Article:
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Private Colleges and Universities Face Financial Crunch

Posted June. 01, 2004 22:00,   


Private universities and colleges across the country are running into financial difficulties as legally required contributions to retirement pension funds and healthcare insurance have begun to bring them under pressure.

The contributions the institutions have to make are rising as wage bills for professors and employees are rising. However, the non-profit organizations see their income being chipped away at by low interest rates and the economic recession.

To add insult to injury for the already poor academic environment of the colleges and universities outside Seoul, some private institutions in the region are using parts of students’ tuition, which should be earmarked for educational purposes, to pay the bills.

The board of trustees at a private institution is required to pay 50 percent of healthcare insurance for employees. As for pensions, it must contribute 50 percent for employees and more than 25 percent for professors and instructors while the government contributes the rest for them. As for healthcare insurance, the burden is equally shared by corporations and the government.

--How Much to Pay

A university in Seoul put the contributions it should make to pension funds and healthcare insurance at 5.43 billion won for this year. This is about 28 percent of the 1.93 billion won it would receive from the board of trustees.

The other university paid 4.5 billion won for pensions and insurance last year, while another Seoul university paid 3.4 billion won.

The Ministry of Education and Human Resources Development estimates that 169 four-year private colleges nationwide spent 129.2 billion for pensions and insurance last fiscal year.

--Private School Teachers Pension Contributions On the Rise

The Private Teachers’ Pension Fund is under increasing pressure as the increasing average life expectancy is prolonging the payout period for its recipients. To get rid of its deficit, the fund will likely increase employers’ contributions, making private institutions bear more of the financial brunt.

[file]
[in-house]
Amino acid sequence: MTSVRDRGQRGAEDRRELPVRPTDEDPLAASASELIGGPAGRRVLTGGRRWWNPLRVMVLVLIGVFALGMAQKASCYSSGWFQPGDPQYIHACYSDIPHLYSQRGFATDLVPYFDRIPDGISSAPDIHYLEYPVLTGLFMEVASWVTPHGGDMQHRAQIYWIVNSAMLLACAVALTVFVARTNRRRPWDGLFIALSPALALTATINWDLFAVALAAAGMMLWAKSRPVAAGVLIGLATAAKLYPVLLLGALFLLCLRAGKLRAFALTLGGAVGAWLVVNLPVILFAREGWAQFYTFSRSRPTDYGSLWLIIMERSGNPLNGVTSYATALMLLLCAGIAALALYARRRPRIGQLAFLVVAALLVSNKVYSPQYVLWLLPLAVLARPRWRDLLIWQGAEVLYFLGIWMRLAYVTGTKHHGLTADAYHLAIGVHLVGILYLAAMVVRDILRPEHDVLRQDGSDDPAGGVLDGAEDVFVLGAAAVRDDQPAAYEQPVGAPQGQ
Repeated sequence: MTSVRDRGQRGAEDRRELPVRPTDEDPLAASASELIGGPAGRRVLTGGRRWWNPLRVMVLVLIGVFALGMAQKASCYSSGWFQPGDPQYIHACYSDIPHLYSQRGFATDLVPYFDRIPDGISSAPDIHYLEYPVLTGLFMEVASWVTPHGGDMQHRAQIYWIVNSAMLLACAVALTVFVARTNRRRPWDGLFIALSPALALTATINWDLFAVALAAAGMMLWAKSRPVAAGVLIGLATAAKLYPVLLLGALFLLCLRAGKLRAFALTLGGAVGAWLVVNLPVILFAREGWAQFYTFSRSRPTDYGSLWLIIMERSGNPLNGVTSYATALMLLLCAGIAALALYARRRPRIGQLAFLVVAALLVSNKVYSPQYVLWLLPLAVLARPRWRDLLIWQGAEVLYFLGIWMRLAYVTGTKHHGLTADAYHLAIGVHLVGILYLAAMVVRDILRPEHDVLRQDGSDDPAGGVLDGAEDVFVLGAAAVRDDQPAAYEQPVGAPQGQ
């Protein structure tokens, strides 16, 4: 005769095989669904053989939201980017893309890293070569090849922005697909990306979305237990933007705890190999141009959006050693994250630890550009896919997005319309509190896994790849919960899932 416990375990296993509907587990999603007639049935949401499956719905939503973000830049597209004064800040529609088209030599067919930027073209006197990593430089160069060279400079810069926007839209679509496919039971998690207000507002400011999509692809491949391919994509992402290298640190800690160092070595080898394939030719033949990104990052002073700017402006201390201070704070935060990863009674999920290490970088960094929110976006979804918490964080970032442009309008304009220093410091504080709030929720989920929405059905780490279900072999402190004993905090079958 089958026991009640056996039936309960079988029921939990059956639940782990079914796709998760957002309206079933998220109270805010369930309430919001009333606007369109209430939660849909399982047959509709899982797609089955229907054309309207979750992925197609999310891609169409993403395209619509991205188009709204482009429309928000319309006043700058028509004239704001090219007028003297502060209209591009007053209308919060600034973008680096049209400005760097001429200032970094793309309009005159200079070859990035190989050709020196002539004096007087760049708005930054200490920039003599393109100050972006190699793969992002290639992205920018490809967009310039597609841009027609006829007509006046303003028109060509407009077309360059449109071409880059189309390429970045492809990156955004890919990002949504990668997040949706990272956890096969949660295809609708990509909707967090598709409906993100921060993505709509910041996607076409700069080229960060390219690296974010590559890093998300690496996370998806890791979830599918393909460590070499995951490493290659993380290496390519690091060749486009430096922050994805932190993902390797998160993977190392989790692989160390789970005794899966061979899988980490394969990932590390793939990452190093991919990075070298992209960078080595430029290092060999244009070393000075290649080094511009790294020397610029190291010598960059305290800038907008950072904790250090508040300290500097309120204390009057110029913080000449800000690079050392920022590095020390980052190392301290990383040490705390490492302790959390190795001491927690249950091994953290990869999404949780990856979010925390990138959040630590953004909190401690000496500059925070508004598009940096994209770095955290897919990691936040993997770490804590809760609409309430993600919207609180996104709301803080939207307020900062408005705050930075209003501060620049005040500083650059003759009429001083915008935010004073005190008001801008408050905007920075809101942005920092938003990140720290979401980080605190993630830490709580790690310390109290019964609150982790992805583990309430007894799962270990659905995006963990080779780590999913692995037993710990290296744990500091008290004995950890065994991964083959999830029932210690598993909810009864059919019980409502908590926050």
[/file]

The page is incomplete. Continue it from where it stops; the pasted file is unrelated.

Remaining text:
“Since 1975, when the fund was introduced, contribution rates have been increased just three times,” a person close to the fund said. “While there are no immediate plans for hikes, it is true that the increase in payouts is becoming a big burden.”

--Worsening Finances at Private Institutions

An ongoing deterioration in finances at private institutions is hampering academic development.

“Income is falling as its main sources, rents on the buildings we own or interest on bank deposits are falling as a result of low interest rates and the economic recession,” a member of the board of trustees at a college said. “We will find it difficult to finance the funds and insurance if this downward trend continues.”

The picture is so grim that many institutions will see their resources being exhausted during the next several years.

To counter the burden created by the legally required contributions, the government has revised the regulations to allow the institutions to finance the contributions with the education budget they finance with tuition starting fiscal 2002.

About 68 institutions whose boards of trustees have little income paid the bill with money earmarked for education budgets. Since most of such budgets come from tuition, students are assumed responsible for the welfare of professors and school employees.

--The Government Should Intervene

The government pays for 50 percent of pension and healthcare insurance contributions for professors and instructors at public and state institutions because they are basically employed by the government.

However, it is claimed that the government should not discriminate against private universities in financial support because private institutions, which are the majority in numbers of the country’s institutions of higher learning, are playing a pivotal role in public education.

“Under current law, a private college becomes a public institution once it is established,” Prof. Kim Yong-ha of the department of finance and insurance at Soonchunhyang University said. “The government should take over the contributions to retirement funds at least.”

Seong-Chul Hong sungchul@donga.com